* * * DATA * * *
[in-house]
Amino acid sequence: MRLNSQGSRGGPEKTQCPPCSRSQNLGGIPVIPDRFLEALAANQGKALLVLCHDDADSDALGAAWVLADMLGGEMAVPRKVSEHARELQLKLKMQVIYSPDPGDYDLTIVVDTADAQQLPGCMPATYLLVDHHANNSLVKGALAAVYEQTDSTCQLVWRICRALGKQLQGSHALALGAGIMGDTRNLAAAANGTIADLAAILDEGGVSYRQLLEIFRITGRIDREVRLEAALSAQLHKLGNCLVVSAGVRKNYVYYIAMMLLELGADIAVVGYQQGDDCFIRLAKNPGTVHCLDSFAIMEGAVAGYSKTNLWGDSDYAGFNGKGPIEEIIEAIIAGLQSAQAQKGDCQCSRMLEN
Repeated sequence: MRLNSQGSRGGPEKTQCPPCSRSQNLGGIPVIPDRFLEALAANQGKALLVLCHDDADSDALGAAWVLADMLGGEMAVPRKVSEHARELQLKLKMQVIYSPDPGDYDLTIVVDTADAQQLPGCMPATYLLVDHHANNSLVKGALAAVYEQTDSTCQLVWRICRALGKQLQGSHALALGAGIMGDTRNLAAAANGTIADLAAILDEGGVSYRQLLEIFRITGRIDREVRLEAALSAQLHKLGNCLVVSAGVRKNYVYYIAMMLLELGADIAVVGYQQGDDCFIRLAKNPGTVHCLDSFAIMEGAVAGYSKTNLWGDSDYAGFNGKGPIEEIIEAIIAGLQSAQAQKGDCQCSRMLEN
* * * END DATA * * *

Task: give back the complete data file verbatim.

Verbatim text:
[in-house]
Amino acid sequence: MRLNSQGSRGGPEKTQCPPCSRSQNLGGIPVIPDRFLEALAANQGKALLVLCHDDADSDALGAAWVLADMLGGEMAVPRKVSEHARELQLKLKMQVIYSPDPGDYDLTIVVDTADAQQLPGCMPATYLLVDHHANNSLVKGALAAVYEQTDSTCQLVWRICRALGKQLQGSHALALGAGIMGDTRNLAAAANGTIADLAAILDEGGVSYRQLLEIFRITGRIDREVRLEAALSAQLHKLGNCLVVSAGVRKNYVYYIAMMLLELGADIAVVGYQQGDDCFIRLAKNPGTVHCLDSFAIMEGAVAGYSKTNLWGDSDYAGFNGKGPIEEIIEAIIAGLQSAQAQKGDCQCSRMLEN
Repeated sequence: MRLNSQGSRGGPEKTQCPPCSRSQNLGGIPVIPDRFLEALAANQGKALLVLCHDDADSDALGAAWVLADMLGGEMAVPRKVSEHARELQLKLKMQVIYSPDPGDYDLTIVVDTADAQQLPGCMPATYLLVDHHANNSLVKGALAAVYEQTDSTCQLVWRICRALGKQLQGSHALALGAGIMGDTRNLAAAANGTIADLAAILDEGGVSYRQLLEIFRITGRIDREVRLEAALSAQLHKLGNCLVVSAGVRKNYVYYIAMMLLELGADIAVVGYQQGDDCFIRLAKNPGTVHCLDSFAIMEGAVAGYSKTNLWGDSDYAGFNGKGPIEEIIEAIIAGLQSAQAQKGDCQCSRMLEN